The suffering Christian!

(Francis Bourdillon, "Affliction, Light and Short!" 1864)

"For our light affliction, which is but for a moment — is working for us a far more exceeding and eternal weight of glory; while we do not look at the things which are seen — but at the things which are not seen. For the things which are seen are temporary — but the things which are not seen are eternal!" 2 Corinthians 4:17-18

Few people will call their present affliction light — and few are disposed to call it short. For while it lasts, it seems hard to bear — and a time of suffering generally appears long. Yet the apostle Paul writes thus about his affliction: "Our light affliction, which is but for a moment."

Paul's afflictions were not, in themselves, light — few men have gone through more hardships and trials than he did. Nor were they, in themselves, short — for wherever he went he found them; they continued, more or less, to the end of his life.

It was only when he compared his present affliction with the glory that was so soon to follow — that it seemed to him light and short. Then he could say, "Our light affliction, which is but for a moment."

We must always try to look at our afflictions in this way. If we look at them alone — they will be enough to overwhelm us! But if we think also, and even more, of the eternal rest and happiness and glory which lie ahead of us — then our view of our present afflictions will be greatly changed.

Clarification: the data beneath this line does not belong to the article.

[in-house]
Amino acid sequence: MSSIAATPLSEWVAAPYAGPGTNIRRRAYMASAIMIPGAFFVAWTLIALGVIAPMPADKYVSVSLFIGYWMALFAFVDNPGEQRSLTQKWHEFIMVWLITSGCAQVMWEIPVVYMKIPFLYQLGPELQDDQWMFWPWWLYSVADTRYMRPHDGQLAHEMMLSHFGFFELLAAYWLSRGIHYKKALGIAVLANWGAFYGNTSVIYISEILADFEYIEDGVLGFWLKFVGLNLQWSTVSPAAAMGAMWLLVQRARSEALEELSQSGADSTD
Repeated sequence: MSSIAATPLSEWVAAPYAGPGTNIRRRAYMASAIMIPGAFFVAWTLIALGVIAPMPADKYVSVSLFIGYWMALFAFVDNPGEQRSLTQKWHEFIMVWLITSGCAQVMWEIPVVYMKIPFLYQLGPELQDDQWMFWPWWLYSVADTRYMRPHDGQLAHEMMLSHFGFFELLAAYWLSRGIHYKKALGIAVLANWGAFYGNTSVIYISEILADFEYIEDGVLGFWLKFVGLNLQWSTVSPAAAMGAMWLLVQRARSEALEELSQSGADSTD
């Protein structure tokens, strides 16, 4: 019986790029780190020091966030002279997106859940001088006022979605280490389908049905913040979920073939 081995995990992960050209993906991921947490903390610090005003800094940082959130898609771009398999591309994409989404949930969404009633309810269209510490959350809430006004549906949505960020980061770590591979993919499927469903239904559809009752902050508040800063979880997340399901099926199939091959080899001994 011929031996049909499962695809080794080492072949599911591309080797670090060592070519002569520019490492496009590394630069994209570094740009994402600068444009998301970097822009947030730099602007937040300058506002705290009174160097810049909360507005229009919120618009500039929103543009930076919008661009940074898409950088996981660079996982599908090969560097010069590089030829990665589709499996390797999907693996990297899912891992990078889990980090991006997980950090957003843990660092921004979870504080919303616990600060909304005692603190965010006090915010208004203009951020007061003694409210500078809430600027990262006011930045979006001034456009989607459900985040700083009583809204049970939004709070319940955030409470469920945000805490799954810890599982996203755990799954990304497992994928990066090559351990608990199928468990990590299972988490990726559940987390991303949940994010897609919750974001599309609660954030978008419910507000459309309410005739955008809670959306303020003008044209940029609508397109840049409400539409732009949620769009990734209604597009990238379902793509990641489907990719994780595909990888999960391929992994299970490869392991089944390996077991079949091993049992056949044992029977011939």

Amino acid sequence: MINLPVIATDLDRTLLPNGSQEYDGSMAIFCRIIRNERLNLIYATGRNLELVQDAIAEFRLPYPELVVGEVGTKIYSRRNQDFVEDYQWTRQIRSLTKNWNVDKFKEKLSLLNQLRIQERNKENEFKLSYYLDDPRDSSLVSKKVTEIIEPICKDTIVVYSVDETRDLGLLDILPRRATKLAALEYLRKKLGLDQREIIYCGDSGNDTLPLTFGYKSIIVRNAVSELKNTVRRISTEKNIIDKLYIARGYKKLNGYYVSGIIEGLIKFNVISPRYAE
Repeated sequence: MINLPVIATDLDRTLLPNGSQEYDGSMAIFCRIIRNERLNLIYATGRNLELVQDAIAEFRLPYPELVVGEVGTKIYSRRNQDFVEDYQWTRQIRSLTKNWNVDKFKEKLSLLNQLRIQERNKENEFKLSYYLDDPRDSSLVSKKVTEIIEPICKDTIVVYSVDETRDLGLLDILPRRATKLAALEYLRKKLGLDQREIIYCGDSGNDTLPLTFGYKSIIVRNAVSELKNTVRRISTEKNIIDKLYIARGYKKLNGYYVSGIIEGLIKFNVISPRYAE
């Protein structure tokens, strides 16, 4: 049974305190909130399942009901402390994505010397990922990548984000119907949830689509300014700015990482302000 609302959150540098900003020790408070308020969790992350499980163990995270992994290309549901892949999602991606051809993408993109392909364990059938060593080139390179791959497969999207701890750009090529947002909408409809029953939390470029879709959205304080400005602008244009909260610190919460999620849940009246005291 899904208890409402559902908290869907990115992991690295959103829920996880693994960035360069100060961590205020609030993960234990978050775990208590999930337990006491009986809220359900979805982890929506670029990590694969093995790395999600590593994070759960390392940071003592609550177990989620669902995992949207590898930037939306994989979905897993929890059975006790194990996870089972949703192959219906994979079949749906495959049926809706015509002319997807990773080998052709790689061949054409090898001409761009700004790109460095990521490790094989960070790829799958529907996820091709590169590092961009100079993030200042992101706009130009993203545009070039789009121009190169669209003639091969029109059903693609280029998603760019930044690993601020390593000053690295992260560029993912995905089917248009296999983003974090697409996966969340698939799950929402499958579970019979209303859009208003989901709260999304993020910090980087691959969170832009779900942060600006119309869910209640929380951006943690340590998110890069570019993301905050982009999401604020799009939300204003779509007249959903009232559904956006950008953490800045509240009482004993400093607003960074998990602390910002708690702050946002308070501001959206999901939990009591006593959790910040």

"True," we shall feel, "true, my sorrows are many; my sickness is sore; my pain is great; long have I lain upon a bed of suffering. Yet before me lies a home of perfect rest, where pain and sickness and sorrow cannot come. My Savior has promised it to me and has gone before to prepare it for me. In a little while, I shall be there!"

With thoughts such as these, the suffering Christian should comfort himself — and thus weigh present affliction against future glory. For what are all things here below, but short? Joys and sorrows, health and sickness, affliction and prosperity — all the things that pain and that please, "the things which are seen" — all these things are but for a time.

Whereas "the things which are not seen are eternal." What we hope for, what Christ has purchased for us and gone before to prepare for us — that is forever! Our pains and sorrows will soon end — but our pleasures will never end! Our affliction is but for a little while — but our comforts, our Savior's presence, our Heavenly home, will be ours always!

"Therefore we do not lose heart. Though outwardly we are wasting away — yet inwardly we are being renewed day by day!" 2 Corinthians 4:16